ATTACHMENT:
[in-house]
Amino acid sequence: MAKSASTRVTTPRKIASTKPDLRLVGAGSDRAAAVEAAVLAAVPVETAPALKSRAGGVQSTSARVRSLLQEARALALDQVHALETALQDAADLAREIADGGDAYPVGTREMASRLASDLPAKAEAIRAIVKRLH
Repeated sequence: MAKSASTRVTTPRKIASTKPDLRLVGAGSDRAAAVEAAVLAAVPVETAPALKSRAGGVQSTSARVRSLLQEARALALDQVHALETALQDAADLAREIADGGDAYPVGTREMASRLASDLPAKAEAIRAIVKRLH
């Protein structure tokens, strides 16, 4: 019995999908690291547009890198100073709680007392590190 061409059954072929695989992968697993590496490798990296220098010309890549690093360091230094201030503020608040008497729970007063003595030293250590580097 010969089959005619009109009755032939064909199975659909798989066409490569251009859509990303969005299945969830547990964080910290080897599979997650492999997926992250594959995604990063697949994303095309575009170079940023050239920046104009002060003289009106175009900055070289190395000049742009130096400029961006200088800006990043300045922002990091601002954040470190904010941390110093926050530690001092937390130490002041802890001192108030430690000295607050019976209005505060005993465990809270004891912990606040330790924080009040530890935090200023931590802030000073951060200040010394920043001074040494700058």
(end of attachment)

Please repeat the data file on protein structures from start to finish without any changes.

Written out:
[in-house]
Amino acid sequence: MAKSASTRVTTPRKIASTKPDLRLVGAGSDRAAAVEAAVLAAVPVETAPALKSRAGGVQSTSARVRSLLQEARALALDQVHALETALQDAADLAREIADGGDAYPVGTREMASRLASDLPAKAEAIRAIVKRLH
Repeated sequence: MAKSASTRVTTPRKIASTKPDLRLVGAGSDRAAAVEAAVLAAVPVETAPALKSRAGGVQSTSARVRSLLQEARALALDQVHALETALQDAADLAREIADGGDAYPVGTREMASRLASDLPAKAEAIRAIVKRLH
């Protein structure tokens, strides 16, 4: 019995999908690291547009890198100073709680007392590190 061409059954072929695989992968697993590496490798990296220098010309890549690093360091230094201030503020608040008497729970007063003595030293250590580097 010969089959005619009109009755032939064909199975659909798989066409490569251009859509990303969005299945969830547990964080910290080897599979997650492999997926992250594959995604990063697949994303095309575009170079940023050239920046104009002060003289009106175009900055070289190395000049742009130096400029961006200088800006990043300045922002990091601002954040470190904010941390110093926050530690001092937390130490002041802890001192108030430690000295607050019976209005505060005993465990809270004891912990606040330790924080009040530890935090200023931590802030000073951060200040010394920043001074040494700058």